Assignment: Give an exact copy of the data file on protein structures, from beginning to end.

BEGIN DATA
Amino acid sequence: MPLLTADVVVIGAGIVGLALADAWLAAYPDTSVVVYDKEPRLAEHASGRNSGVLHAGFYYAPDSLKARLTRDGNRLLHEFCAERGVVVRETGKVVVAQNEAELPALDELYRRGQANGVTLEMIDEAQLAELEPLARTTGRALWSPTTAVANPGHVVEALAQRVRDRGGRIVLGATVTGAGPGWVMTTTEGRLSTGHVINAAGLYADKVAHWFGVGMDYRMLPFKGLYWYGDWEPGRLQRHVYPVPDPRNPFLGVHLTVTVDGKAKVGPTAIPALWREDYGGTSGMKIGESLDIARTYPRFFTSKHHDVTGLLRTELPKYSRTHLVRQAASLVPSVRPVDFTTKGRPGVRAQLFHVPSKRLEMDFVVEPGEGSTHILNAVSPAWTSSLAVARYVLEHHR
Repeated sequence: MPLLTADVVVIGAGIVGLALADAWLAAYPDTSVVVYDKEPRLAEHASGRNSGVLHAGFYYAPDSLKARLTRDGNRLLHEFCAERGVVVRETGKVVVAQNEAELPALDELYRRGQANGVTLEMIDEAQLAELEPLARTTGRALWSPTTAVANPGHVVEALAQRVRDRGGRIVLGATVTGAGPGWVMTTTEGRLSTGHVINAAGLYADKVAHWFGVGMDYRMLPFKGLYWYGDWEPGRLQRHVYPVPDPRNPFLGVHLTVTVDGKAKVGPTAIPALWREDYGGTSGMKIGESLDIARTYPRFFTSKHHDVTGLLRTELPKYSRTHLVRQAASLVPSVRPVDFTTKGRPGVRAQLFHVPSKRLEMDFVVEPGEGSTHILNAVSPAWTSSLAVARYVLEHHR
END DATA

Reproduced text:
Amino acid sequence: MPLLTADVVVIGAGIVGLALADAWLAAYPDTSVVVYDKEPRLAEHASGRNSGVLHAGFYYAPDSLKARLTRDGNRLLHEFCAERGVVVRETGKVVVAQNEAELPALDELYRRGQANGVTLEMIDEAQLAELEPLARTTGRALWSPTTAVANPGHVVEALAQRVRDRGGRIVLGATVTGAGPGWVMTTTEGRLSTGHVINAAGLYADKVAHWFGVGMDYRMLPFKGLYWYGDWEPGRLQRHVYPVPDPRNPFLGVHLTVTVDGKAKVGPTAIPALWREDYGGTSGMKIGESLDIARTYPRFFTSKHHDVTGLLRTELPKYSRTHLVRQAASLVPSVRPVDFTTKGRPGVRAQLFHVPSKRLEMDFVVEPGEGSTHILNAVSPAWTSSLAVARYVLEHHR
Repeated sequence: MPLLTADVVVIGAGIVGLALADAWLAAYPDTSVVVYDKEPRLAEHASGRNSGVLHAGFYYAPDSLKARLTRDGNRLLHEFCAERGVVVRETGKVVVAQNEAELPALDELYRRGQANGVTLEMIDEAQLAELEPLARTTGRALWSPTTAVANPGHVVEALAQRVRDRGGRIVLGATVTGAGPGWVMTTTEGRLSTGHVINAAGLYADKVAHWFGVGMDYRMLPFKGLYWYGDWEPGRLQRHVYPVPDPRNPFLGVHLTVTVDGKAKVGPTAIPALWREDYGGTSGMKIGESLDIARTYPRFFTSKHHDVTGLLRTELPKYSRTHLVRQAASLVPSVRPVDFTTKGRPGVRAQLFHVPSKRLEMDFVVEPGEGSTHILNAVSPAWTSSLAVARYVLEHHR